Dear Sir, Prince William Soundkeeper, a 501c(3) organization, was established in 2004 by residents and stakeholders from the five communities in the Sound: Valdez, Cordova, Whittier, and the Native Villages of Chenega Bay and Tatitlek. Our Mission: Grass roots advocacy for preserving water quality in Prince William Sound, Alaska for all users. As you know, Prince William Sound (PWS) was the location of the 1989 Exxon-Valdez Oil Spill (EVOS). It’s been over 25 years since that tragedy and the Sound is still dealing with lingering oil, and the issues that arose with the clean-up and remediation choices made during and after that event. Therefore, PWSK felt it necessary to comment on the Alaska Regional Response Team’s Proposed Revision to the 1989 Oil Dispersant Guidelines.
Dispersant usage on a major oil spill is a very contentious subject. What we don’t want to do is take a terrible situation and make it exponentially worse by adding chemicals of unknown toxicity and persistence to the marine ecosystem. For Alaska’s cold waters in particular, the effectiveness and long term effects of chemical dispersants is unproven and unknown. The U.S. Government Accountability Office found that “….[The] experts generally agreed that there is a basic understanding of the processes that influence where and how oil travels through the water, but that more research was needed to quantify the actual rate at which dispersants biodegrade. In addition, all the experts GAO spoke with said that little is known about the application and effects of dispersants applied subsurface, noting that specific environmental conditions, such as higher pressures, may influence dispersants’ effectiveness. Knowledge about the use and effectiveness of dispersants in the Arctic is also limited, with less research conducted on dispersant use there than in temperate or tropical climates.For example, one expert noted that more research is needed on biodegradation rates for oil in the Arctic because the cold temperature may slow the process down.”Oil Dispersants: Additional Research Needed, Particularly on Subsurface and Arctic Applications, GAO-12-585: Published: May 30, 2012. Publicly Released: Jun 29, 2012 (http://www.gao.gov/products/GAO-12-585)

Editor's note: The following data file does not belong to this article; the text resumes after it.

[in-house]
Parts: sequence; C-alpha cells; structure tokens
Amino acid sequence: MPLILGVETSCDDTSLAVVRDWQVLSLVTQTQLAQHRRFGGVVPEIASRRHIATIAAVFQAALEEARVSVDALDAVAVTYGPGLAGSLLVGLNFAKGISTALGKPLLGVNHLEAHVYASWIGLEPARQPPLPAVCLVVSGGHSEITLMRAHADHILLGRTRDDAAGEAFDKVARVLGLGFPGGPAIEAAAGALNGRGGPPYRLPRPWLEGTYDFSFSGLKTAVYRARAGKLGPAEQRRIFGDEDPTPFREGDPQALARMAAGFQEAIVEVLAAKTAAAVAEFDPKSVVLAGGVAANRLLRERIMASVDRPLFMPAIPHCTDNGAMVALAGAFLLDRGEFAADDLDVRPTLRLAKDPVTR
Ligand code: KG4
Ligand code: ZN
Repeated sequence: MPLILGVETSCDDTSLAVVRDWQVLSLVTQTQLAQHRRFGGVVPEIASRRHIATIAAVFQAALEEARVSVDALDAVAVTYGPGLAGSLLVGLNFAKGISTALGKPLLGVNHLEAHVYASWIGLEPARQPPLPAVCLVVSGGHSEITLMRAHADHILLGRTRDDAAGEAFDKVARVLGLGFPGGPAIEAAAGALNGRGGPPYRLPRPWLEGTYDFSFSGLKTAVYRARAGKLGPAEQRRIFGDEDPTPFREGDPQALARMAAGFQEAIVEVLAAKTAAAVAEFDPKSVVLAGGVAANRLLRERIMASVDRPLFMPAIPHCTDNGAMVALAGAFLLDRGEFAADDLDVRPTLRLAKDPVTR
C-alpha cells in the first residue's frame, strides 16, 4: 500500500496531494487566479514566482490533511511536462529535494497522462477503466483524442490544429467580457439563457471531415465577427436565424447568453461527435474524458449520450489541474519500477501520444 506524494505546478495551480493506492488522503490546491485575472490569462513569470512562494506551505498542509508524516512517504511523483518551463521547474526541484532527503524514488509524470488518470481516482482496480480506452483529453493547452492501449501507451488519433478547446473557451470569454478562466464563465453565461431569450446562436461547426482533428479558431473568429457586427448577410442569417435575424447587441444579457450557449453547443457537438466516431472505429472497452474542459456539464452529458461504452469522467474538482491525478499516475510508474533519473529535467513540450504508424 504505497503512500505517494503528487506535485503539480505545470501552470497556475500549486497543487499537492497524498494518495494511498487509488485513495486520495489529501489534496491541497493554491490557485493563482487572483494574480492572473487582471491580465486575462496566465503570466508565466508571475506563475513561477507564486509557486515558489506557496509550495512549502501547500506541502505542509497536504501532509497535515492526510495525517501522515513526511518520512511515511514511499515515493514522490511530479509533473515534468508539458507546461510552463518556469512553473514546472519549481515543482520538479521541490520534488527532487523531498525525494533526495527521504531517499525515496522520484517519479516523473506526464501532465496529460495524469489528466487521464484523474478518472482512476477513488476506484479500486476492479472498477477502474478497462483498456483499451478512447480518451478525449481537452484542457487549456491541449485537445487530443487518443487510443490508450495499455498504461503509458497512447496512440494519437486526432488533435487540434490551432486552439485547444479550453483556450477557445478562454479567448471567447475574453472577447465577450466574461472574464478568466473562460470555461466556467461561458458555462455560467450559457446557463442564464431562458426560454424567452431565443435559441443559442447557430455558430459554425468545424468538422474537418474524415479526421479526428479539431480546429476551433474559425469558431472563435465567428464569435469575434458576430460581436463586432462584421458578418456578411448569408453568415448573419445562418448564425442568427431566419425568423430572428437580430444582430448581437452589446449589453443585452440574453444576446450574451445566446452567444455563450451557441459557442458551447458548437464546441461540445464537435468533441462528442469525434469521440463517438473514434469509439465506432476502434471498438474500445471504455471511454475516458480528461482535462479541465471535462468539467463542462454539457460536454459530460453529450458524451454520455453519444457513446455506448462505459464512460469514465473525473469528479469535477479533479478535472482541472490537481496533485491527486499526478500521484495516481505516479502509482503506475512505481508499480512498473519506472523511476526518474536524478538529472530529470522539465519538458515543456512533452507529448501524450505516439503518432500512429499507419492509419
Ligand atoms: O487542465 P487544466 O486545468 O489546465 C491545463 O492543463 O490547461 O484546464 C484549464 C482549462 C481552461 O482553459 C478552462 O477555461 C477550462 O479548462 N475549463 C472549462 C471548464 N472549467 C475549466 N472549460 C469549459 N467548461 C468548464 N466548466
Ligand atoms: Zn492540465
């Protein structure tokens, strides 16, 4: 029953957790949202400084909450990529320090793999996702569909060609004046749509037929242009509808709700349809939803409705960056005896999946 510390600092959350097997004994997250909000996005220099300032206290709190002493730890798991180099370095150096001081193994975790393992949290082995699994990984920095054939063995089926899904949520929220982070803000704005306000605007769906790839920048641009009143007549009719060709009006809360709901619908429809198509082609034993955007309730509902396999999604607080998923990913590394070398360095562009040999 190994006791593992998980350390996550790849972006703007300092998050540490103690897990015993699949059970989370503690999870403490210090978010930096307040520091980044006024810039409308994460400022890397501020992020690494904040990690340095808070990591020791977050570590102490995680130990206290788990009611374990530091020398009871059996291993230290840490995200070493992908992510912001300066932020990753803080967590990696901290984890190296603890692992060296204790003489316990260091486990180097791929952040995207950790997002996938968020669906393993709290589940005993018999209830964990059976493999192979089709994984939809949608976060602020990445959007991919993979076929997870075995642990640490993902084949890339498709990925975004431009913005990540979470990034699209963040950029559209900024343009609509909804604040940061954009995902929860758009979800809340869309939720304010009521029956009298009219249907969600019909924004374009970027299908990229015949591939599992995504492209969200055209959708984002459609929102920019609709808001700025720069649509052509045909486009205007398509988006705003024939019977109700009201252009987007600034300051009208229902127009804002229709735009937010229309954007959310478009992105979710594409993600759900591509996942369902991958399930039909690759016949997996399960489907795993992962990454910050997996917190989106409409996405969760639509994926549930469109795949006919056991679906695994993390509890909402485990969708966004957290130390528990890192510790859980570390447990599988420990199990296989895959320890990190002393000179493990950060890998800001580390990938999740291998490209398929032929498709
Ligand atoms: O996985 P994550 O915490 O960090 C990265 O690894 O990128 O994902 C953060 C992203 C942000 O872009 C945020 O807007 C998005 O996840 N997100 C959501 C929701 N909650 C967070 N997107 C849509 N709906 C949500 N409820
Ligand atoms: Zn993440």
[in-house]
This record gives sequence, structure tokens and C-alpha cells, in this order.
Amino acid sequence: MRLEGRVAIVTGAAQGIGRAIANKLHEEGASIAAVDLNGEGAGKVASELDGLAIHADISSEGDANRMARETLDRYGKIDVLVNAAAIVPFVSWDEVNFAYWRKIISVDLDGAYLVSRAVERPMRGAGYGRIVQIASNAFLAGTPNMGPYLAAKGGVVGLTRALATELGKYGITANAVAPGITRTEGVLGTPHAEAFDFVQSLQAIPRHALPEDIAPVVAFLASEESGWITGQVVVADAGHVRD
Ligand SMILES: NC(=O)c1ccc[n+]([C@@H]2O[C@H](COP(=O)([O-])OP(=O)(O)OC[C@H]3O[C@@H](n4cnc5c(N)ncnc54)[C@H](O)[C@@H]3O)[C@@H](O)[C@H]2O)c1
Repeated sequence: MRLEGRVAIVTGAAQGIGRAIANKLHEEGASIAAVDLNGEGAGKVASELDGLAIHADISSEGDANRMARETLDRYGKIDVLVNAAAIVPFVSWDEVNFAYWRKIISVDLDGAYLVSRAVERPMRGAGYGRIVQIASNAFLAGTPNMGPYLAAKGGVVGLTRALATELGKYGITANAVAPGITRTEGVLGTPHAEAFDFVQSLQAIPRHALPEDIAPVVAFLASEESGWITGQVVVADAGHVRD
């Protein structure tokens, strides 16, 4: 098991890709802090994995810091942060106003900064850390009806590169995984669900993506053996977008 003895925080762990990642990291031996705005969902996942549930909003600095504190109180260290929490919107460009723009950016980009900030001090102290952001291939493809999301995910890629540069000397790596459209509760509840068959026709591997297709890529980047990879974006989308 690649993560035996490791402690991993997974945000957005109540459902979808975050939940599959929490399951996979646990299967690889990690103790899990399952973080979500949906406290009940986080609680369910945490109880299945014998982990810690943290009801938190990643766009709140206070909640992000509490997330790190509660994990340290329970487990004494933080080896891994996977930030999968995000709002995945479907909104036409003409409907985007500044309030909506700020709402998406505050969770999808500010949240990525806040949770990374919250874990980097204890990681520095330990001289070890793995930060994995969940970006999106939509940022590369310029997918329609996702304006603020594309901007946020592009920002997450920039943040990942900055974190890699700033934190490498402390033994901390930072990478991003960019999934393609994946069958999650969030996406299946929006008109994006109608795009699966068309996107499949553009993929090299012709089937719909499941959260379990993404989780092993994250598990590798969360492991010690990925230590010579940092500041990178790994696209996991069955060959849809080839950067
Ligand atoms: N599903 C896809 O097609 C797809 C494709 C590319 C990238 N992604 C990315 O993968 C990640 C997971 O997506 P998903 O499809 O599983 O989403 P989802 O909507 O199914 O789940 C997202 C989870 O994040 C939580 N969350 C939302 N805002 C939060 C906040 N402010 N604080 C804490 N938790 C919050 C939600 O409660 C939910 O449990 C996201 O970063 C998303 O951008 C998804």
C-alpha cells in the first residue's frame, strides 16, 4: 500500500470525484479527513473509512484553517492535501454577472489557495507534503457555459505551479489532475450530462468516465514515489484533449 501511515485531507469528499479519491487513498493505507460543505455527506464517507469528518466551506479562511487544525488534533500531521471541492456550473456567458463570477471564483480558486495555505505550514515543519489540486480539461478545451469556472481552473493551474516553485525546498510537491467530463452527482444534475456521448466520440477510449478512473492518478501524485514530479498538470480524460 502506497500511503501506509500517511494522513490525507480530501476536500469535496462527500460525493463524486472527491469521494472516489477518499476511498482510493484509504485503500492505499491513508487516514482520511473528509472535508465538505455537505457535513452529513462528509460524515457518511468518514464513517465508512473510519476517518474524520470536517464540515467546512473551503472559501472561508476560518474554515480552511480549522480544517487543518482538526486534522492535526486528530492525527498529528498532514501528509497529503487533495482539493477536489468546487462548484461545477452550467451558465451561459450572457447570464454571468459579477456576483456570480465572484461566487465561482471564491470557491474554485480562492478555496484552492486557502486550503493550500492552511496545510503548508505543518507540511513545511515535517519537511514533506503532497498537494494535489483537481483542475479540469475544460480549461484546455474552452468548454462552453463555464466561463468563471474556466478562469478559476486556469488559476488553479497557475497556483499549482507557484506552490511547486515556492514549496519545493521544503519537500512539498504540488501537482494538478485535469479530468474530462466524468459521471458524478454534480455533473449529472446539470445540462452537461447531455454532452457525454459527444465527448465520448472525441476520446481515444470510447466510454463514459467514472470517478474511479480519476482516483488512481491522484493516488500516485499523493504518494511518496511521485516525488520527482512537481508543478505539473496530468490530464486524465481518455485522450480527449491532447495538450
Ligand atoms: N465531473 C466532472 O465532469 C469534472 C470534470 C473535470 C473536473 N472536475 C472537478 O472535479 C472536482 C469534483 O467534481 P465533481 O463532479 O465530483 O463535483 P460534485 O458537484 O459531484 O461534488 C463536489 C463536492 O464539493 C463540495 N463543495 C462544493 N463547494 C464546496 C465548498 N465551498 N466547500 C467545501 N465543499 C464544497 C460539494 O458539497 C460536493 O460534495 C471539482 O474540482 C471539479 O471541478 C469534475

The Center for Biodiversity states that dispersants such as Corexit 9527A used in the BP Gulf Oil Spill pose significant human health risks. Corexit 9527A, contains the toxin 2-Butoxyethanol which “may cause injury to red blood cells (hemolysis), kidney or the liver” with “repeated or excessive exposure,” according to the manufacturer’s safety data sheet. Corexit 9527 was sprayed on the 11-million gallon oil slick created by the Exxon Valdez spill, and cleanup workers reportedly suffered health problems afterward, including blood in their urine as well as kidney and liver disorders, attributed to 2-Butoxyethanol. (http://www.biologicaldiversity.org/programs/public_lands/energy/dirty_energy_development/oil_and_gas/gulf_oil_spill/dispersants.html)
Besides the human health concerns raised by the usage of potentially toxic chemicals to disperse oil, gaining expected results from the use of petroleum oil dispersant chemicals (breaking up oil, removing it from surface and distributing it through the subsurface water column) raises serious concerns for the ramifications of it use throughout the marine ecosystem over the long-term. (http://www.restorethegulf.gov/release/2011/07/29/osat-summary-report-sub-sea-and-sub-surface-oil-and-dispersant-detection-ecotoxic)
The really interesting part in the choice to use Corexit by BP during the Gulf of Mexico spill was that there were other, MORE effective and LESS toxic, dispersants that could have been used. Instead, BP chose to use a chemical that has been banned from being used in Great Britain since 1998 due to the chemical’s toxicity to marine life near rocky shores. Such a choice made here in Alaska would be disastrous to our rocky coastal ecosystem.
Our the concern for the way the Pre-Authorization strategy choice is presented include: the size and extent of the proposed preauthorization area, the policies and procedures for dispersant applications, the stakeholder input process, and the autonomy of the FOSC (USCG) in decision making authority.
Pre-authorization of use raises serious concerns for the long-term, and irreversible, ramifications of such actions. Communities and people in Prince William Sound continue to suffer psychologically, economically, and environmentally with the lingering effects from the EVOS. Much of that damage was inflicted by the choices made by the entities in power in the heat of the moment, and without due consideration and discussion, with the local communities and people most affected. Quick decisions were made without proper consideration to the ramifications and long-term damage that would occur as a direct result of those decisions.
Alaska and Alaskans deserve a long-term Oil Spill Response Strategy that takes into account both the viability of our communities, our irreplaceable and unique marine ecosystem, and environment.
Sincerely, Kate McLaughlin, President and Executive Director